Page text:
Regulatory Developments

Senators Want to Make OSHA VPP Permanent

United States Senators from both sides of the aisle are working together to try to make OSHA’s Voluntary Protection Programs (VPP) a permanent part of federal occupational safety and health law.

Capitol building

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A bill introduced by Republican Mike Enzi of Wyoming and Michael Bennet, a Colorado Democrat, would codify the popular program that encourages worksites to go beyond compliance regulations to boost worker well-being.

Noted Bennet, “VPP is a proven model that encourages labor and management to work together to ensure [safety] across the country. This legislation would allow VPP to continue conducting its successful and cost-effective work to improve health and safety in workplaces.” Enzi called VPP “a proven program that can protect the health and safety of employees while saving the government and private sector hundreds of millions of dollars by avoiding injuries and illness.”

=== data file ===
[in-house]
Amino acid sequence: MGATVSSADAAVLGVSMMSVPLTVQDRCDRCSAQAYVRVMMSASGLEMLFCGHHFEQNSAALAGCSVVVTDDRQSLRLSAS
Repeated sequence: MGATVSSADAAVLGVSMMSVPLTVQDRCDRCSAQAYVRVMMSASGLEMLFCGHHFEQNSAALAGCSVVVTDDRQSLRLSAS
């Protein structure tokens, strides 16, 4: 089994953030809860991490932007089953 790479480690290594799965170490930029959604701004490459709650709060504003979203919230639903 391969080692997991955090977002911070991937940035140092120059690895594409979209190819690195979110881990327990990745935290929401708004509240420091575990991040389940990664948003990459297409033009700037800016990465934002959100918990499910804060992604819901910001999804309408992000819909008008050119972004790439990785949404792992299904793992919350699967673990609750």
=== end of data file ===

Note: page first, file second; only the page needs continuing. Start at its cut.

Other legislative attempts have been made over the years to codify VPP, including by Enzi and Bennet. In the spring of 2016, the senators co-sponsored similar federal legislation.

Since VPP was introduced in 1982 it has grown to include some 2,000 sites. VPP recognizes employees, managers, and businesses that use best practices to go above and beyond OSHA minimum requirements to enhance workplace safety and health. The U.S. Department of Labor has estimated that VPP saves millions of taxpayer dollars annually because injury and illness rates of participating organizations are significantly below industry averages.

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